What are blogging communities?
Are you a member of any blogging communities?
Are there any advantages and disadvantages of belonging to blogging communities?
When I started blogging, I had no idea that blogging communities existed, but it wasn’t long before I found myself a part of them.
What are blogging communities?
There are many different types of blogging communities. This post features my experiences with what has become known as ‘Facebook blogging communities’ – a name I recently discovered. You don’t need to have a Facebook account to belong to one of these communities.
How it all started
Within a few weeks of becoming a blogger, I was lucky enough to attend an online blogging course that WordPress ran. It was an online, live event rather than something you could do at your own pace.
Along with over 50 other new bloggers, I soon became a part of a blogging community that gradually built up. We helped each other out by reading, liking and commenting on each other’s blog posts.
Not everyone on the course became a member of the community. By the time the course finished, around 15 of us had kept in touch by reading, liking and commenting on each other’s posts.
It didn’t matter what we published or what comments we left for each other; the main thing was that all our posts got read.
During the first year, three things happened.
- I built my own blogging community.
- I became a member of other blogging communities.
- Some people gradually dropped out of the first blogging community for various reasons.
What are the advantages of blogging communities?
The most significant advantage of being a blogging community member is that all my blog posts were getting read and commented on.
Apart from whoever first visited a newly published post, visitors saw my posts had ‘likes’ and comments.
I had an audience. I was not writing (speaking) to an empty auditorium.
I always found it sad reading excellent blog posts with no ‘likes’ or comments. But then I asked myself if the bloggers publishing the posts belonged to any blogging communities. Probably not!
However, regardless of what I was writing and publishing, my posts were all read and commented on. I was delighted!
Friendships formed with many of the members of my blogging community, and as more and more people joined, those friendships spread.
The same thing happened in other blogging communities. When we struggled, we all helped and supported each other. When things were going well, we all celebrated with each other. These communities were like brand new worlds outside of my everyday life.
My blogging community encouraged me to put my short stories and pieces of flash fiction into a book. If not for their support and encouragement, I’d never have self-published my books.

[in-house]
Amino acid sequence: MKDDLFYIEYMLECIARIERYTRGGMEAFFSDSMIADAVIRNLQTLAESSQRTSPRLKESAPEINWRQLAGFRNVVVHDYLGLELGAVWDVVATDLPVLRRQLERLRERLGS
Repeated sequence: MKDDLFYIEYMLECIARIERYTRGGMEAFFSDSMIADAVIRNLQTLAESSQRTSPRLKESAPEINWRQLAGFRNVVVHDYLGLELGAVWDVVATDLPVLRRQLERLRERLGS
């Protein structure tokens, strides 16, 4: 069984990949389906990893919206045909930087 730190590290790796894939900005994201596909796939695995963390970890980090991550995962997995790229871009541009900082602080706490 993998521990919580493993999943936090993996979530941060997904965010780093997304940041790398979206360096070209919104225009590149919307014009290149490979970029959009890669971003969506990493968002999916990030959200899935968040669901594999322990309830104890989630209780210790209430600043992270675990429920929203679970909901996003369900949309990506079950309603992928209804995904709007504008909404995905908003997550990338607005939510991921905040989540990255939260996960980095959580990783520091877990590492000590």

A few years later, I became one of the founding members of ‘The Bloggers Bash’ – an event where bloggers met up in person. Five events took place in London between 2015 and 2019, all a big success.
I can’t express enough how delighted I am to have met many blogging friends at these events. I’d never have met these bloggers if it had not been for blogging communities.
Sadly, I’ve lost touch with some of the bloggers who attended those events. Some stopped blogging, while others moved away from WordPress into areas of blogging that were much more exciting. Some stopped responding to comments on their blogs, while others left blogging communities I belonged to.
Blogging communities are a big triumph.
They are places where you can talk, and people will listen (if that is what you want). They offer help, support, guidance, free advice and friendship.
I witnessed many blogging community members meeting up all over the world. These were all people who would otherwise never have formed friendships and met up had it not been for them to start a blog, many on WordPress.
When the pandemic struck in 2020, blogging communities were even more critical, especially for bloggers who lived alone.
Of course, not every blogger wants to be a part of blogging communities. It’s their choice, and I fully understand why they may not want to participate.
Are there any disadvantages to blogging communities?
Yes. But only if you create problems.
During the first years of blogging, reading, liking and commenting on each other’s blog posts helps propel you on your blogging journey.
However, as you become a member of more and more communities (and your community grows), you’ll find you have less time to read and leave comments.
As blogging communities become more extensive, they can eat away at the time you have put aside for everything else outside of blogging unless you stick to a strict rule of how much time you spend reading and commenting. Adhering to any limitations can also create problems.
I’ve seen many bloggers forced to change the comments they leave because of a lack of time to read posts. Instead of leaving genuine comments that offer feedback and discussion and prove they have read the post, lazy ‘Facebook’ type comments appear.
What do I mean by lazy, Facebook type comments?
Short one-line comments. Comments like ‘Great post’ or ‘Great story.’ Comments that never explain why it’s a great post or a great story. In other words, comments that lack any feedback. Comments containing nothing but emojis (something I am especially not a fan of) can also pop up.
I noticed (and this is where the Facebook blogging community name comes from) that the comments I was leaving became much shorter as I joined more blogging communities. My time to read and comment became even more minimal with the increasing size of some blogging communities.